ATR, CWF Support DOL’s Proposed Overtime Rule

Posted by Olivia Grady on Friday, March 15th, 2019 at 4:30 pm - Permalink

On March 7, 2019, the Department of Labor announced a Notice of Proposed Rulemaking on overtime pay.

The Fair Labor Standards Act requires employers to pay employees time-and-a-half for the hours they work over 40 hours in a week. However, salaried employees who have a managerial role and earn a weekly salary above a salary set by the Department of Labor are exempt from this rule. The salary level currently is set at $455 per week or $23,660 annually.

The new proposed rule that the Department of Labor just released increases the salary level to $679 per week or $35,308 annually.

This proposed rule is very different from the rule proposed by the Department of Labor under President Barack Obama.

In fact, President Obama’s Department of Labor initially tried to more than double the salary level to $913 per week ($47,476 annually) in its May 2016 proposed rule. In addition, the salary level would have automatically increased every three years. This rule likely would have impacted over 4 million workers. It was set to take effect on December 1, 2016.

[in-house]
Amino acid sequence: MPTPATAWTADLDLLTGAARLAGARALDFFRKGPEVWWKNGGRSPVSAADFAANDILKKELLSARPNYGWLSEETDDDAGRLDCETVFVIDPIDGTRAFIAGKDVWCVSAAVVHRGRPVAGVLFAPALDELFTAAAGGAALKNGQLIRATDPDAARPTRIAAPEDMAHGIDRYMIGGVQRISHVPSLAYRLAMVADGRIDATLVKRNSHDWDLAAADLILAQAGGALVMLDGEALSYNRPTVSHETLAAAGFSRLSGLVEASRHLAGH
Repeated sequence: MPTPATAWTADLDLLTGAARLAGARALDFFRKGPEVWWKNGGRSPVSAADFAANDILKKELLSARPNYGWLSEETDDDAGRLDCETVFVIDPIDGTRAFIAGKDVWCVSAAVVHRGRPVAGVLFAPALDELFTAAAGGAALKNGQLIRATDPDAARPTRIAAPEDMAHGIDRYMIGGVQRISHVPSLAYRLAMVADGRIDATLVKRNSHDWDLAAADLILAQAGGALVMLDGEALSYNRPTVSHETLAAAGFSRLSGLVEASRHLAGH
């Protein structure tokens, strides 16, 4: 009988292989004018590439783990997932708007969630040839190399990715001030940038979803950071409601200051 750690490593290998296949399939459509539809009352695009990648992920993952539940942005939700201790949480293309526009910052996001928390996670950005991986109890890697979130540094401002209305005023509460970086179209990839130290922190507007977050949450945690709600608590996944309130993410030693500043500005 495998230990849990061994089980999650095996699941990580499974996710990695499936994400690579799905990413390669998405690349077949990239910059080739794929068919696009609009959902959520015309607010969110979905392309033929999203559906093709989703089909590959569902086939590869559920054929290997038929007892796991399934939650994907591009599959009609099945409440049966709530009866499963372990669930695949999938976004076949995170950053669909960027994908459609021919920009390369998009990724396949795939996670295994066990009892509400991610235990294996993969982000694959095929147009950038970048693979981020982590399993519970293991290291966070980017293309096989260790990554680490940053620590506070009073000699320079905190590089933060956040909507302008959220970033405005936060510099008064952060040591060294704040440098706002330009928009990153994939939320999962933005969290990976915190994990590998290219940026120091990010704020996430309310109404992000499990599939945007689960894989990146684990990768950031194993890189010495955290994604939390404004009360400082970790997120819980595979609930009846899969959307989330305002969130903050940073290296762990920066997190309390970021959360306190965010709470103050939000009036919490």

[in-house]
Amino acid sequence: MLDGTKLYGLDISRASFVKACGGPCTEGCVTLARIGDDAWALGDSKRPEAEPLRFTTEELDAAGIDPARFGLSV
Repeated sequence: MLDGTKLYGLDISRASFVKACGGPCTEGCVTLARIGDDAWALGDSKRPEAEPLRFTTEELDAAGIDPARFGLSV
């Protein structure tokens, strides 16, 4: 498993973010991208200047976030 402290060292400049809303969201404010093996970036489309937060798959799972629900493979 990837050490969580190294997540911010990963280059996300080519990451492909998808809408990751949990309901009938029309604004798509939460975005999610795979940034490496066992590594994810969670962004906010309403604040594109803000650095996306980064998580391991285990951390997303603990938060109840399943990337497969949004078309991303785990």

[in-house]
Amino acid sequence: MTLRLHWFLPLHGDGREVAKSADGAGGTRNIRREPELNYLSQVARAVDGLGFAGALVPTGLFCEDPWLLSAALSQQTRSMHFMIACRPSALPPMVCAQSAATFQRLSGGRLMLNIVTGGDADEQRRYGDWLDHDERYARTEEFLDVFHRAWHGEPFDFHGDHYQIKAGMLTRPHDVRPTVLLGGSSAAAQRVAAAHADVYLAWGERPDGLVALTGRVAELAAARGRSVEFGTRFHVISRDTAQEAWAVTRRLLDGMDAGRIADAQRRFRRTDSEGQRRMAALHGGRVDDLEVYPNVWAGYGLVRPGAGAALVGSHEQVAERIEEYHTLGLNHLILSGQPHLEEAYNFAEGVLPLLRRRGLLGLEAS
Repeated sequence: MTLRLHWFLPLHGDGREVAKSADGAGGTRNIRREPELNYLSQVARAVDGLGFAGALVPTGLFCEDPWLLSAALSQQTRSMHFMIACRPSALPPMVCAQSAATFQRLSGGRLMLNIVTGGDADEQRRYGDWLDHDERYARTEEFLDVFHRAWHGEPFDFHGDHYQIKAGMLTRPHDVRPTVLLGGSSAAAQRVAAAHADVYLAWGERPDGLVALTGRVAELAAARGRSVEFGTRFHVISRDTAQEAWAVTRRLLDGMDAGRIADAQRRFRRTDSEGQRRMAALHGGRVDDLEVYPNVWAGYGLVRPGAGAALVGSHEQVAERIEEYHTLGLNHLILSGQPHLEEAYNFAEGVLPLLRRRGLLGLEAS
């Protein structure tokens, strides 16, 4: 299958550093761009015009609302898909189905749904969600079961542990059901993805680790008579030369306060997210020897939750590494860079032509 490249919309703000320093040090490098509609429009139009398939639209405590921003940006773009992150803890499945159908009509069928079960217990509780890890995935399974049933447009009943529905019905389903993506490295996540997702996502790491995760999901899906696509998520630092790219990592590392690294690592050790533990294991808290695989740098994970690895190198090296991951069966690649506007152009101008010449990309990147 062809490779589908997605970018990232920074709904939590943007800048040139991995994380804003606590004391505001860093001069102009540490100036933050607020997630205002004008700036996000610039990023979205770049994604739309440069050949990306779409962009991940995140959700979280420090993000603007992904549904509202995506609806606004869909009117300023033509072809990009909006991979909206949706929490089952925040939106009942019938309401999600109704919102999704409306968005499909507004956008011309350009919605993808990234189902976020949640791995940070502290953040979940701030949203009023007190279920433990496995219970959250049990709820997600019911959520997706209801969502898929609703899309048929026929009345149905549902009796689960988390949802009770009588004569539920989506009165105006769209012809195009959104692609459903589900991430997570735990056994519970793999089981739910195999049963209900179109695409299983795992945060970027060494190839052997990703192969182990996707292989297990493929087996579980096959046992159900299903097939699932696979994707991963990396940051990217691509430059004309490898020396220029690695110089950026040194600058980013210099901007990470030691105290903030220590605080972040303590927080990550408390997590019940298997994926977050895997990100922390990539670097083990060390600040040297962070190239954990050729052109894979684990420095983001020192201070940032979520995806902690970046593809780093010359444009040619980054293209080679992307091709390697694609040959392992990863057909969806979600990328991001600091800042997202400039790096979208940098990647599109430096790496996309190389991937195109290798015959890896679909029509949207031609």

However, states and business groups sued in the U.S. District Court for the Eastern District of Texas. On November 22, 2016, Judge Amos Mazzant granted a preliminary injunction, and this ruling was appealed to the Fifth Circuit. While the Fifth Circuit was deciding on the injunction, Judge Mazzant granted the plaintiffs a summary judgment on August 31, 2017. He ruled that the Department of Labor exceeded its authority. On September 5, 2017, the Department of Labor under President Donald Trump dismissed the Fifth Circuit appeal and ended the litigation.

Since then, the Department of Labor has issued a Request for Information and held six public in-person listening sessions around the country in order to hear from the public.

The feedback the Department of Labor received was that President Obama’s proposed rule would increase costs for consumers and businesses and hurt workers. The Department of Labor, therefore, set a lower salary level.

As a result of the lower salary, the Department of Labor estimates an annualized cost savings of $224 million with 7% discounting if the proposed rule is implemented, rather than President Obama’s rule. The net present value of the savings is $3.2 billion using a perpetual time horizon and a 7% discount rate. In addition, the Department estimates that the proposed rule would save about $138.2 million in litigation costs per year by preventing about 211 FLSA lawsuits per year.

Because this rule proposes a new salary level that is in line with inflation and is not as costly as President Obama’s rule, Americans for Tax Reform and the Center for Worker Freedom support the proposed rule.